Observations: $b-a$ and $b+a$ have same parities, hence $b-a$ and $b+a+1$ have opposite parities, i.e. one is odd and the other one is even.

On the right hand side, $2 \cdot N = 2^{q+1}$ is a power of two, thus $k$ must be odd. Moreover, since $(b - a)$, $(b+a+1)$ and $2 \cdot N$ are all non-negative, we have $k > 0$.

Summarized: $k \ge 1$, and $k$ is the only odd term on the right hand side.

Let us assume $k = 1$. Because the two terms on the left hand side have opposite parities, then either $a+b+1=1$ (impossible), or $b-a=1$ i.e. $b=a+1$ so $(\alpha)$ can be written: $1 \cdot 2 \cdot b = 1 \cdot 2 \cdot N$, and thus $b=N$, which is impossible as well.

Therefore: $k$ is odd and $k \ge 3$.

(A1.a) Let us assume $b-a=k$

$(\alpha)$ can be rewritten: $$k \cdot (1+2a+k) = 2 \cdot k \cdot N$$ $$1+2a+k = 2\cdot N$$ $$a = N - \frac{k+1}{2}$$ $$b = a + k = N + \frac{2k - k - 1}{ 2 }$$ $$b = N + \frac{k-1}{2}$$ Since $k \ge 3$, we have $b \gt N$, which is impossible.

(A1.b) Let us assume $a+b+1=k$

i.e. $$b-a = b-(k - (b+1)) = 2b - k + 1$$ $(\alpha)$ can be rewritten: $$(2b - k + 1) \cdot k = 2 \cdot k \cdot N$$ $$2b - k + 1 = 2 N$$ $$b = N + \frac{k-1}{2}$$ Since $k \ge 3$, we have $b \gt N$, which is impossible.

Conclusion of (A1)

For $q \in \mathbb{N}_+^*$ and $N=2^q$, assuming $P_N$ false leads to a contradiction, therefore $P_N$ is true. $P_{2^0}=P_1$ is obvious, therefore:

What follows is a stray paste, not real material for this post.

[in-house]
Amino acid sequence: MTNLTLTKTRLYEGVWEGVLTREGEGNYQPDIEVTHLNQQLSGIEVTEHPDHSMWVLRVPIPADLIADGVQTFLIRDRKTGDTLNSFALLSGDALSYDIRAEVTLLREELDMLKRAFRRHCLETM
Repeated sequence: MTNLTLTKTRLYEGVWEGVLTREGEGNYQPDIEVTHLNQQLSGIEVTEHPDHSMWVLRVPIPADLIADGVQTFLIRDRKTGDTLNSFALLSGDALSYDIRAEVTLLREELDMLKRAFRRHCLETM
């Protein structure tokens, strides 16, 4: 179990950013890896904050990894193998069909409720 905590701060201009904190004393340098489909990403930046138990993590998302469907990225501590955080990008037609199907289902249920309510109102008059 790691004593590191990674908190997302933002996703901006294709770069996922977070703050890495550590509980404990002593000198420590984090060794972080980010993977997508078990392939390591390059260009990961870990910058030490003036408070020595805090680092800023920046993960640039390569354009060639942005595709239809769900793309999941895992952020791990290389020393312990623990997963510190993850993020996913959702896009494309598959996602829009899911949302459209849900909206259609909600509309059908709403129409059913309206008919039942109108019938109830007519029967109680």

$$\forall q \in \mathbb{N}_+\ P_{2^q}\ true$$

(A2) Show that $N\ not\ a\ power\ of\ 2 \Rightarrow\ P_N\ false$

Formally: we want to show that:

$$ \forall N \in \mathbb{N}_+^* \ s.t.\ log_2 N \notin \mathbb{N}$$ $$ \exists (a,b) \in \mathbb{N}^2 \hspace{1em} 0 \le a \lt b \lt N \hspace{1em} s.t. \hspace{1em} V_a \equiv V_b \ [N] $$

where $V_i \triangleq \frac{i(i+1)}{2}$ is the number of holes we've moved since the beginning.

For $(a,b) \in \mathbb{N}^2$, we define the property:

$$T_{a,b} \hspace{1em} \triangleq \hspace{1em} 0 \le a \lt b \lt N \hspace{0.75em} and\hspace{0.75em} V_a \equiv V_b \ [N]$$

To prove the result, we need to find at least one value of $(a,b)$ that verifies $T_{a,b}$

(A2.1) Case: $N=2p+1$ where $p \in \mathbb{N}_+^*$

Since $V_i \triangleq \frac{i(i+1)}{2}$ we can write: $$V_{p+1} - V_{p-1} = p+1 \ + \ p = N$$ Thus, $a = p - 1$ and $b = p + 1$ verify $T_{a,b}$.


It remains to find $(a,b)$ verifying $T_{a,b}$ when $N=2p$ is not a power of two.

(A2.2) Case: $N$ even but not a power of two

i.e. $$\exists (p,q) \in (\mathbb{N}_+^*)^2 \hspace{1.5em} N=2^q \cdot (2p+1)$$ e.g.

            N =  6 = 2*3   q:1   p:1
            N = 10 = 2*5   q:1   p:2
            N = 12 = 4*3   q:2   p:1
            N = 14 = 2*7   q:1   p:3

(A2.2.1) When $p \ge 2^q$

Let $a = p - 2^q$ and $b = p + 2^q$.

We have $0 \le a$ and $a \lt b$ and $N - b = 2^q \cdot 2p - p = p (2^{q+1} - 1) > 0$

therefore we have $0 \le a \lt b \lt N$.


$$V_b - V_a = \sum_{j=1}^{p+2^q} j \hspace{1em} - \hspace{1em} \sum_{j=1}^{p-2^q} j$$ $$= \sum_{j=p-2^q}^{p+2^q} j \hspace{1em} - \hspace{1em} (p - 2^q)$$ $$= p \cdot (2 \cdot 2^q + 1) - (p - 2^q)$$ $$= 2^q \cdot (2p + 1)$$ $$= N$$

$(a,b)$ verify $T_{a,b}$.

(A2.2.2) When $p \lt 2^q$

Let $a = 2^q - p -1$ and $b = 2^q + p$.

We can show, as in (A2.2.1), that $0 \le a \lt b \lt N$.


$$V_b - V_a = \sum_{j=1}^{2^q + p} j \hspace{1em} - \hspace{1em} \sum_{j=1}^{2^q-p-1} j$$ $$= \sum_{j=2^q -p}^{2^q + p} j = 2^q \cdot (2p+1)$$ $$= N$$

Thus $(a,b)$ verify $T_{a,b}$.